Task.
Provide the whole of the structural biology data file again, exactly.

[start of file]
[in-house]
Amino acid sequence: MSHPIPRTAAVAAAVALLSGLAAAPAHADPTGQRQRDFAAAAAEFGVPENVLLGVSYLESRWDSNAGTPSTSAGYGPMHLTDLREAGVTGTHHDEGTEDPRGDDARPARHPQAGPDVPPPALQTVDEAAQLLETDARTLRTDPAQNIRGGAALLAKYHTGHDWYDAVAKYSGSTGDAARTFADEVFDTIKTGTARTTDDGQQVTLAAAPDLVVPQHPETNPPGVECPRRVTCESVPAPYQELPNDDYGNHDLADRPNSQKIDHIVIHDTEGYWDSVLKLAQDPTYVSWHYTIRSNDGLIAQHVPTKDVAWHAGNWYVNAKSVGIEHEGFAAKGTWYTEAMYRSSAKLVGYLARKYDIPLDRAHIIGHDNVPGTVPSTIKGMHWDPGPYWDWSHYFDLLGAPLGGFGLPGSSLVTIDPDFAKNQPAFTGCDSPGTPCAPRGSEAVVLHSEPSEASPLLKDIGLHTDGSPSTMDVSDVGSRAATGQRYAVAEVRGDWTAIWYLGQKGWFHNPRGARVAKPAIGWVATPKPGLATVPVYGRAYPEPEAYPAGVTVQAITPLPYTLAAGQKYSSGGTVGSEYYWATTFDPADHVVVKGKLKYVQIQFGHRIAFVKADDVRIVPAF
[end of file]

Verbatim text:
[in-house]
Amino acid sequence: MSHPIPRTAAVAAAVALLSGLAAAPAHADPTGQRQRDFAAAAAEFGVPENVLLGVSYLESRWDSNAGTPSTSAGYGPMHLTDLREAGVTGTHHDEGTEDPRGDDARPARHPQAGPDVPPPALQTVDEAAQLLETDARTLRTDPAQNIRGGAALLAKYHTGHDWYDAVAKYSGSTGDAARTFADEVFDTIKTGTARTTDDGQQVTLAAAPDLVVPQHPETNPPGVECPRRVTCESVPAPYQELPNDDYGNHDLADRPNSQKIDHIVIHDTEGYWDSVLKLAQDPTYVSWHYTIRSNDGLIAQHVPTKDVAWHAGNWYVNAKSVGIEHEGFAAKGTWYTEAMYRSSAKLVGYLARKYDIPLDRAHIIGHDNVPGTVPSTIKGMHWDPGPYWDWSHYFDLLGAPLGGFGLPGSSLVTIDPDFAKNQPAFTGCDSPGTPCAPRGSEAVVLHSEPSEASPLLKDIGLHTDGSPSTMDVSDVGSRAATGQRYAVAEVRGDWTAIWYLGQKGWFHNPRGARVAKPAIGWVATPKPGLATVPVYGRAYPEPEAYPAGVTVQAITPLPYTLAAGQKYSSGGTVGSEYYWATTFDPADHVVVKGKLKYVQIQFGHRIAFVKADDVRIVPAF